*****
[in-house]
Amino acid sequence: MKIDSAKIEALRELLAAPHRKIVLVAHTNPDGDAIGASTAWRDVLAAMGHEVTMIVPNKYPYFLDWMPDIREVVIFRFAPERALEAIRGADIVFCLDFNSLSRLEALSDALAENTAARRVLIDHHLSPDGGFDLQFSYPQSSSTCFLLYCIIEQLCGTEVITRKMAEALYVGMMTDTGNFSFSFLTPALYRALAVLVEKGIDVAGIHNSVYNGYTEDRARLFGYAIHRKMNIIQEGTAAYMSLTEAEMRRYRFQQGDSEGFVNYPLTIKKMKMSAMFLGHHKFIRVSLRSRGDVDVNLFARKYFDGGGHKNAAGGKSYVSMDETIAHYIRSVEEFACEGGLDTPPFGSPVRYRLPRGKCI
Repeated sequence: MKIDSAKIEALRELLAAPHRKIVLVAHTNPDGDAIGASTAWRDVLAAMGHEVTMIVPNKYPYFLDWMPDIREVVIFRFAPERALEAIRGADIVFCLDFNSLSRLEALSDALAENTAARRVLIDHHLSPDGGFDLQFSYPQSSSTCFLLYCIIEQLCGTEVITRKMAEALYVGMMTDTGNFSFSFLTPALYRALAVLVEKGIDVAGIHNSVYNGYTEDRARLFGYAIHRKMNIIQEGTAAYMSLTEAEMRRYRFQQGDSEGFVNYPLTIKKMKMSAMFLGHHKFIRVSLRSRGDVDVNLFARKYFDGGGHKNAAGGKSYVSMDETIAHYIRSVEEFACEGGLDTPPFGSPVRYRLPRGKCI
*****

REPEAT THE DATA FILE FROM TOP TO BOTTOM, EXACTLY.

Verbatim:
[in-house]
Amino acid sequence: MKIDSAKIEALRELLAAPHRKIVLVAHTNPDGDAIGASTAWRDVLAAMGHEVTMIVPNKYPYFLDWMPDIREVVIFRFAPERALEAIRGADIVFCLDFNSLSRLEALSDALAENTAARRVLIDHHLSPDGGFDLQFSYPQSSSTCFLLYCIIEQLCGTEVITRKMAEALYVGMMTDTGNFSFSFLTPALYRALAVLVEKGIDVAGIHNSVYNGYTEDRARLFGYAIHRKMNIIQEGTAAYMSLTEAEMRRYRFQQGDSEGFVNYPLTIKKMKMSAMFLGHHKFIRVSLRSRGDVDVNLFARKYFDGGGHKNAAGGKSYVSMDETIAHYIRSVEEFACEGGLDTPPFGSPVRYRLPRGKCI
Repeated sequence: MKIDSAKIEALRELLAAPHRKIVLVAHTNPDGDAIGASTAWRDVLAAMGHEVTMIVPNKYPYFLDWMPDIREVVIFRFAPERALEAIRGADIVFCLDFNSLSRLEALSDALAENTAARRVLIDHHLSPDGGFDLQFSYPQSSSTCFLLYCIIEQLCGTEVITRKMAEALYVGMMTDTGNFSFSFLTPALYRALAVLVEKGIDVAGIHNSVYNGYTEDRARLFGYAIHRKMNIIQEGTAAYMSLTEAEMRRYRFQQGDSEGFVNYPLTIKKMKMSAMFLGHHKFIRVSLRSRGDVDVNLFARKYFDGGGHKNAAGGKSYVSMDETIAHYIRSVEEFACEGGLDTPPFGSPVRYRLPRGKCI